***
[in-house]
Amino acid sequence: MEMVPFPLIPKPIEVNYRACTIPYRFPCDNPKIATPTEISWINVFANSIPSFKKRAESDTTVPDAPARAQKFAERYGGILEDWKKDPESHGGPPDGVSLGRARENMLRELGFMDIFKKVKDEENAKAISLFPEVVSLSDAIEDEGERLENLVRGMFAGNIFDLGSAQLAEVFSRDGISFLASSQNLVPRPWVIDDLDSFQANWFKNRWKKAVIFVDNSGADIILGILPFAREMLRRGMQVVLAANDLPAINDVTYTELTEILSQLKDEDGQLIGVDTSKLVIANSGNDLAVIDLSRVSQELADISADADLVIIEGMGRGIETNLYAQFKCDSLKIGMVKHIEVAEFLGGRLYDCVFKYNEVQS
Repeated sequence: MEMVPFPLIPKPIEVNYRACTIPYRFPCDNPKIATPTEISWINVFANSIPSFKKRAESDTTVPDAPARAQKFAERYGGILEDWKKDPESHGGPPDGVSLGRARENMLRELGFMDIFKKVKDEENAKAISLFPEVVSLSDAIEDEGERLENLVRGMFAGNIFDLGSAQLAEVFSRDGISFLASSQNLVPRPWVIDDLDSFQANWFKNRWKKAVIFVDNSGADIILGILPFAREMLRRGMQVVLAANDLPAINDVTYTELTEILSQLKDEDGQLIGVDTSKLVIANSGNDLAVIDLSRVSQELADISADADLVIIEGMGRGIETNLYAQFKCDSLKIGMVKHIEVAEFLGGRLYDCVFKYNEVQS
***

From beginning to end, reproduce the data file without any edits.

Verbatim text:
[in-house]
Amino acid sequence: MEMVPFPLIPKPIEVNYRACTIPYRFPCDNPKIATPTEISWINVFANSIPSFKKRAESDTTVPDAPARAQKFAERYGGILEDWKKDPESHGGPPDGVSLGRARENMLRELGFMDIFKKVKDEENAKAISLFPEVVSLSDAIEDEGERLENLVRGMFAGNIFDLGSAQLAEVFSRDGISFLASSQNLVPRPWVIDDLDSFQANWFKNRWKKAVIFVDNSGADIILGILPFAREMLRRGMQVVLAANDLPAINDVTYTELTEILSQLKDEDGQLIGVDTSKLVIANSGNDLAVIDLSRVSQELADISADADLVIIEGMGRGIETNLYAQFKCDSLKIGMVKHIEVAEFLGGRLYDCVFKYNEVQS
Repeated sequence: MEMVPFPLIPKPIEVNYRACTIPYRFPCDNPKIATPTEISWINVFANSIPSFKKRAESDTTVPDAPARAQKFAERYGGILEDWKKDPESHGGPPDGVSLGRARENMLRELGFMDIFKKVKDEENAKAISLFPEVVSLSDAIEDEGERLENLVRGMFAGNIFDLGSAQLAEVFSRDGISFLASSQNLVPRPWVIDDLDSFQANWFKNRWKKAVIFVDNSGADIILGILPFAREMLRRGMQVVLAANDLPAINDVTYTELTEILSQLKDEDGQLIGVDTSKLVIANSGNDLAVIDLSRVSQELADISADADLVIIEGMGRGIETNLYAQFKCDSLKIGMVKHIEVAEFLGGRLYDCVFKYNEVQS